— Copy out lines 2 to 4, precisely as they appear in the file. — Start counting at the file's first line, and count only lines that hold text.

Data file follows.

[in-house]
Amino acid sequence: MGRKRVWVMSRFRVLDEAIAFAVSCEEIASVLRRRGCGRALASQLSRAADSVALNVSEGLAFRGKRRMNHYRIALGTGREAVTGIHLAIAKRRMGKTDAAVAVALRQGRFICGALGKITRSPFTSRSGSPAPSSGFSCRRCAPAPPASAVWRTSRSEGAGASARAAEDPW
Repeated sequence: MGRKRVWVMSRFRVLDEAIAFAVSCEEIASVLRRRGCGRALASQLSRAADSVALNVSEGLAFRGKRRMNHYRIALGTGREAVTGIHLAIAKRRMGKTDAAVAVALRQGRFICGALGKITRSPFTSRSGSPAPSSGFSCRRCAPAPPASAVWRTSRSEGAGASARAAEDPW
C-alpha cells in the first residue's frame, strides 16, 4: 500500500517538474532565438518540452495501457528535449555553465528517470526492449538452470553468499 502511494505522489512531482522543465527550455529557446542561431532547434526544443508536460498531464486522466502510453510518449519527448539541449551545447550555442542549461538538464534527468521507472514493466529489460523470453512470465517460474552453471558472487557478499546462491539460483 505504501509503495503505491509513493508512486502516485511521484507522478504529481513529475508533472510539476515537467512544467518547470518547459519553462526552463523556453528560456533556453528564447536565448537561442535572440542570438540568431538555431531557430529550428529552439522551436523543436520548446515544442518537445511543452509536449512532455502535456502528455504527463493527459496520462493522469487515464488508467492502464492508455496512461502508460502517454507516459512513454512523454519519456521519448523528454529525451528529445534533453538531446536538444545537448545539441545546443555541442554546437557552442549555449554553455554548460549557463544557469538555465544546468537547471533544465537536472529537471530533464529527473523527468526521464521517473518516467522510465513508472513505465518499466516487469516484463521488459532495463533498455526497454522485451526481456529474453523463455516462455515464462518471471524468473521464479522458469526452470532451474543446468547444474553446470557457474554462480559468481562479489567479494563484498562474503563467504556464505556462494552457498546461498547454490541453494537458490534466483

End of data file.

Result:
Amino acid sequence: MGRKRVWVMSRFRVLDEAIAFAVSCEEIASVLRRRGCGRALASQLSRAADSVALNVSEGLAFRGKRRMNHYRIALGTGREAVTGIHLAIAKRRMGKTDAAVAVALRQGRFICGALGKITRSPFTSRSGSPAPSSGFSCRRCAPAPPASAVWRTSRSEGAGASARAAEDPW
Repeated sequence: MGRKRVWVMSRFRVLDEAIAFAVSCEEIASVLRRRGCGRALASQLSRAADSVALNVSEGLAFRGKRRMNHYRIALGTGREAVTGIHLAIAKRRMGKTDAAVAVALRQGRFICGALGKITRSPFTSRSGSPAPSSGFSCRRCAPAPPASAVWRTSRSEGAGASARAAEDPW
C-alpha cells in the first residue's frame, strides 16, 4: 500500500517538474532565438518540452495501457528535449555553465528517470526492449538452470553468499 502511494505522489512531482522543465527550455529557446542561431532547434526544443508536460498531464486522466502510453510518449519527448539541449551545447550555442542549461538538464534527468521507472514493466529489460523470453512470465517460474552453471558472487557478499546462491539460483 505504501509503495503505491509513493508512486502516485511521484507522478504529481513529475508533472510539476515537467512544467518547470518547459519553462526552463523556453528560456533556453528564447536565448537561442535572440542570438540568431538555431531557430529550428529552439522551436523543436520548446515544442518537445511543452509536449512532455502535456502528455504527463493527459496520462493522469487515464488508467492502464492508455496512461502508460502517454507516459512513454512523454519519456521519448523528454529525451528529445534533453538531446536538444545537448545539441545546443555541442554546437557552442549555449554553455554548460549557463544557469538555465544546468537547471533544465537536472529537471530533464529527473523527468526521464521517473518516467522510465513508472513505465518499466516487469516484463521488459532495463533498455526497454522485451526481456529474453523463455516462455515464462518471471524468473521464479522458469526452470532451474543446468547444474553446470557457474554462480559468481562479489567479494563484498562474503563467504556464505556462494552457498546461498547454490541453494537458490534466483